27.8.11

Snort Fortification Against Evasions

I'm trying to post this before the arrival of hurricane Irene and the almost certain power outage since our neighborhood receives electricity from above-ground tree-lined power lines. I'd like to send nature's router a source quench from sending any more disasters our way – between the once-in-a-century East coast 5.9 earthquake and a predicted very destructive hurricane, I think we've had enough!

Most of the evasion techniques I've discussed in past blogs have involved a single technique. I thought I'd demonstrate one with multiple different evasions and how Snort was not fooled by any. I'll discuss the evasions in order of protocol – IP then TCP – while the Scapy program below needs to generate the TCP layer first and then fragment the entire IP packet. Specifically, I fragmented all PUSH segments into 8-byte payloads, fragmenting not only the payload but the 20-byte default-sized TCP header. Next, I wanted to test the TCP reassembly capabilities by causing the TCP sequence numbers to wrap back to 0 from the largest value of 4294967295 or 2**32 – 1 in the middle of the PUSH payload. Finally, I also chopped all the PUSH segments into one-byte payloads that were sent in reverse order from highest to lowest TCP sequence numbers. If Snort or any other IDS/IPS or session reconstructing tool is able to reassemble all these combined evasion attempts, it has robust TCP reassembly.

My Python is not the most efficient, but it gets the job done. The program imports all the necessary modules, creates a list to store the packets before sending them, assigns an Initial Sequence Number value that will cause the TCP sequence numbers to wrap somewhere in the payload of "EVILSTUFF", and then sends the SYN, listens for and increments the servers TCP sequence number for the acknowledgement, and sends the client acknowledgement. This is not very different, except for the care taken to assign the ISN value, than many of the other Scapy programs I've blogged about.





The second part of the program simply crafts a separate packet with a PUSH segment for each letter found in the URL request. The TCP sequence number is incremented by 1 except if the maximum TCP sequence value is found, where it wraps back to 0. Each of these new packets is added to a list and the list is reversed so that the last segment is first, etc., effectively reversing the order of the packets. Finally, each of these PUSH packets is fragmented into 8 bytes and sent on the network. If you decide to run this program, I'd suggest sending it to a netcat listener on port 80 so you can verify that the payload arrives as expected.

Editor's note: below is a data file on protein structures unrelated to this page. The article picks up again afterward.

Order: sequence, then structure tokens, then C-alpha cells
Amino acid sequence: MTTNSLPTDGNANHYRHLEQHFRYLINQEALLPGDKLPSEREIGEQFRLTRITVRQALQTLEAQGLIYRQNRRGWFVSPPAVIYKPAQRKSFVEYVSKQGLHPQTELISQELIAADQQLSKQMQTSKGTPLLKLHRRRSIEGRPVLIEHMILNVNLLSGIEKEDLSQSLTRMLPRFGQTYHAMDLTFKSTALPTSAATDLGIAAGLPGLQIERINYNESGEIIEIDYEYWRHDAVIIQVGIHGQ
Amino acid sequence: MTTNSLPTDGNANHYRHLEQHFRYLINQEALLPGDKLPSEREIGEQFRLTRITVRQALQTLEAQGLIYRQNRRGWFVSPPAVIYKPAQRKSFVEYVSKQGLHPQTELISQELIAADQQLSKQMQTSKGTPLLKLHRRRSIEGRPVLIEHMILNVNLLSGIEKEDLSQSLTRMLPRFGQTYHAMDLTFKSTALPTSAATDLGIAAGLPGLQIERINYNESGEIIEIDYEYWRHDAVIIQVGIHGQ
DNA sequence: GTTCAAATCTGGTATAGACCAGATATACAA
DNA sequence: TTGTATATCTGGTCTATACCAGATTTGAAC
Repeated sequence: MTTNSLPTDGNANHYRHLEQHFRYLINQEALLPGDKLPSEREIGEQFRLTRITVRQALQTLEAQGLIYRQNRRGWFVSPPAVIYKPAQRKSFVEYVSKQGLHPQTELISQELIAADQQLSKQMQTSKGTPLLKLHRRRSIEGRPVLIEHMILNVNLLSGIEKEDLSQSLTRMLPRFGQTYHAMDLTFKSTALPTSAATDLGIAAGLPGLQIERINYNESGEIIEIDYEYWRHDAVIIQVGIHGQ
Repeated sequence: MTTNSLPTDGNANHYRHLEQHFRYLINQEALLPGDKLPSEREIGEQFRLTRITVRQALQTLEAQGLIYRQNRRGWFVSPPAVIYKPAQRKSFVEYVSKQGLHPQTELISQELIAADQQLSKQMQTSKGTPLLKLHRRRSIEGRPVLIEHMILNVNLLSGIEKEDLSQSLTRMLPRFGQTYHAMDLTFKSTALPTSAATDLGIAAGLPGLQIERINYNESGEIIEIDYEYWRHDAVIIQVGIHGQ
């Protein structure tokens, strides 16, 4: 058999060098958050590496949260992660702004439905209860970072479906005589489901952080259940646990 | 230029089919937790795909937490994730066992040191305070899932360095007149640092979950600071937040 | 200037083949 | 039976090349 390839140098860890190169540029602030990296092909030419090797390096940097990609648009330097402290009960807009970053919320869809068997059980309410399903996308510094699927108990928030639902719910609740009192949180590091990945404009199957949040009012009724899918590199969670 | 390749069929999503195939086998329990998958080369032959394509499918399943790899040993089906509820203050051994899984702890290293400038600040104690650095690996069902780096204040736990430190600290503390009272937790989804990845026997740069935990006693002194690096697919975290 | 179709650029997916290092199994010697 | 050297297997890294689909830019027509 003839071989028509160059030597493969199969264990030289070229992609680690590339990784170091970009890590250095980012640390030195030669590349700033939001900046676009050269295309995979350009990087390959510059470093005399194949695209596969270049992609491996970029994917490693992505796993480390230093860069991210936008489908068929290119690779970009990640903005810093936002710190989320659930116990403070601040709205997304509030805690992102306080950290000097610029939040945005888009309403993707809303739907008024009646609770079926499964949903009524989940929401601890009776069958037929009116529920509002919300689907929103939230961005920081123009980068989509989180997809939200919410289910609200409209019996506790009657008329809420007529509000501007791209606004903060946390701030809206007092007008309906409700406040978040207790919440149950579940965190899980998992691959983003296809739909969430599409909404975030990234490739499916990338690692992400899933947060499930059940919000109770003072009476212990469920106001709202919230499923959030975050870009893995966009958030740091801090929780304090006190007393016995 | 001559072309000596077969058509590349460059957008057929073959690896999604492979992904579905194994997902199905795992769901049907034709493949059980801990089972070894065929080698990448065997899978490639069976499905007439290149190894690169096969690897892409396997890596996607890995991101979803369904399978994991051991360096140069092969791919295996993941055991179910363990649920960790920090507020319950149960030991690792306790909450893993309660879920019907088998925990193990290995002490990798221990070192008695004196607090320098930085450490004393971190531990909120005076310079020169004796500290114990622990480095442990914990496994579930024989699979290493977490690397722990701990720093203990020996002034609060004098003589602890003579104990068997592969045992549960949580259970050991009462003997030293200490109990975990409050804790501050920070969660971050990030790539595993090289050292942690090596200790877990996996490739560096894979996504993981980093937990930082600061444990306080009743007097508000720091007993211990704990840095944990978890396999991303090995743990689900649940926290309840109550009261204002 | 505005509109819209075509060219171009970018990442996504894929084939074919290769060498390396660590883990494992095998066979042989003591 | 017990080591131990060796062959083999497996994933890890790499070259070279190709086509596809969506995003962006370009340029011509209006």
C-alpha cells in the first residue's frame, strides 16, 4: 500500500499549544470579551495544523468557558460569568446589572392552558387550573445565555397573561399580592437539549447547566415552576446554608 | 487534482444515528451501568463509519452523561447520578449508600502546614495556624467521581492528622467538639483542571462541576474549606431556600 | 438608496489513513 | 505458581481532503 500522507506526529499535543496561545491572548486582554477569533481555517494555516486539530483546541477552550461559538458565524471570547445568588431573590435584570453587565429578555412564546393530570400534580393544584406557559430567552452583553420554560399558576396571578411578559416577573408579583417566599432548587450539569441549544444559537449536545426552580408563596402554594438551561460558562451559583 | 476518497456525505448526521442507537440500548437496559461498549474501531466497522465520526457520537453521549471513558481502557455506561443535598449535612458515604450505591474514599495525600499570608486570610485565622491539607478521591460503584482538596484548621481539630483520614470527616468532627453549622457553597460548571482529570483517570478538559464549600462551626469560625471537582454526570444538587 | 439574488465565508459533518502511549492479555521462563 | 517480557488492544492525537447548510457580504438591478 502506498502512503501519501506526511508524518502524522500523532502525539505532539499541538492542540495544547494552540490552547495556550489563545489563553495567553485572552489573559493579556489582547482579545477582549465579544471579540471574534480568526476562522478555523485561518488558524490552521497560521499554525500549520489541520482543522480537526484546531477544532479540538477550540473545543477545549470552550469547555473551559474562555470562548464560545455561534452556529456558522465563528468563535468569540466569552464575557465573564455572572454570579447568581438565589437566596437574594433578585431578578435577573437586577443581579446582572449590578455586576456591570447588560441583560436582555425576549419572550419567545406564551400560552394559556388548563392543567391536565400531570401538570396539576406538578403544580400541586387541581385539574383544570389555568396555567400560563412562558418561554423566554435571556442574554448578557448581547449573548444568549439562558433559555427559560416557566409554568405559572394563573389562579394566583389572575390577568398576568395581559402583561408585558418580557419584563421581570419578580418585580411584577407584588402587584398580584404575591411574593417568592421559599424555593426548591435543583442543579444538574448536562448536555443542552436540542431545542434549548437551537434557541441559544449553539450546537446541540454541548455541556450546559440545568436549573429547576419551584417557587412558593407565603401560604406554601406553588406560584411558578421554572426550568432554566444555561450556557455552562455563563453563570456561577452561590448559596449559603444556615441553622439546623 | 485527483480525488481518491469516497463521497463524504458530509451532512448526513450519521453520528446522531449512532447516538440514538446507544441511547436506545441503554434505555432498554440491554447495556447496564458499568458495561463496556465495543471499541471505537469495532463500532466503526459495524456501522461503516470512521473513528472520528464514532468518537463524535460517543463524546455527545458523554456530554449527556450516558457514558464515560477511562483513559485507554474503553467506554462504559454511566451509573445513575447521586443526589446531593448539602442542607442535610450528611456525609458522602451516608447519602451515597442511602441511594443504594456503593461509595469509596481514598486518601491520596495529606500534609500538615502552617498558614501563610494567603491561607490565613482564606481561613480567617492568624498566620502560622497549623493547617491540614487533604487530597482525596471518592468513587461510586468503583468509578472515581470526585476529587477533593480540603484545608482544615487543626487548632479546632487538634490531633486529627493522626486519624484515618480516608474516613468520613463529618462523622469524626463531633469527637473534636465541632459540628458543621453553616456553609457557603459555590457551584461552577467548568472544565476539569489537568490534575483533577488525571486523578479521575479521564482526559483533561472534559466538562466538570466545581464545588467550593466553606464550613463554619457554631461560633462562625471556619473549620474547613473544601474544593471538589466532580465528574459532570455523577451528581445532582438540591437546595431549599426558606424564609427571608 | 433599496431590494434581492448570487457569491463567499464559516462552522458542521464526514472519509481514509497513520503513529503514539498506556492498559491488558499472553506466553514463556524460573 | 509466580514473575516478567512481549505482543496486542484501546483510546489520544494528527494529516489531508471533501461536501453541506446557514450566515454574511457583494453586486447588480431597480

The traffic was captured using tcpdump into a file called foolids.pcap. Next, let's run it against Snort. Here is the Snort configuration file.





What is important for this particular evasion attempt is that the frag3 and stream5 preprocessors are defined. I failed to define the frag3 preprocessor and Snort didn't alert. But, my buddies on the Snort team – Russ Hook-and-Ladder Combs (volunteer fireman), Steve Spike Sturges (volleyball superstar), and Todd Awesome Wease (very smart and all around nice guy) – figured out what I was doing wrong. Even though these evasions do not use any specific policy evasions, both the global and specific frag3 and stream5 preprocessors must be defined. The frag3 preprocessors ensure that Snort handles fragmentation properly and should be defined if you have IP fragmentation in your network. The specific "windows" policy doesn't really matter for this evasion – you could have any policy and Snort would reassemble the fragments properly. The policy becomes more important for operating system specific behaviors like overlapping IP fragments or TCP segments that were not used in these attempted evasions. As well, you should always have a stream5 global and policy preprocessor, and you may or may not elect to have specific policies for different operating systems.

The http_inspect preprocessors are needed because the single Snort rule uses the "http_uri" keyword to find the content of "EVILSTUFF" in the URL. I ran Snort version 2.9.0.5 using the following command:

snort –A console –q –K none –c russ.conf –r foolids.pcap

This command displays the alert to the console, quiets start-up messages, does not log, reads the configuration from "russ.conf" and reads the packets from the file "foolids.pcap". Snort found the content despite all evasion attempts:

[**] [1:12345:0] EVILSTUFF [**] [Priority: 0] {TCP} 192.168.1.105:745 -> 192.168.1.103:80

As I was reminded, the Snort code is all there, but it is important to include all the necessary and default Snort configuration preprocessors to prevent evasions.

I'm hoping hurricane Irene evades us all!



2 comments:

  1. Do you still have a copy of the "foolids.pcap" file? I'd like to get a copy to run through IDS.

    ReplyDelete
  2. Sure, contact me through LinkedIn and send me your email address.

    ReplyDelete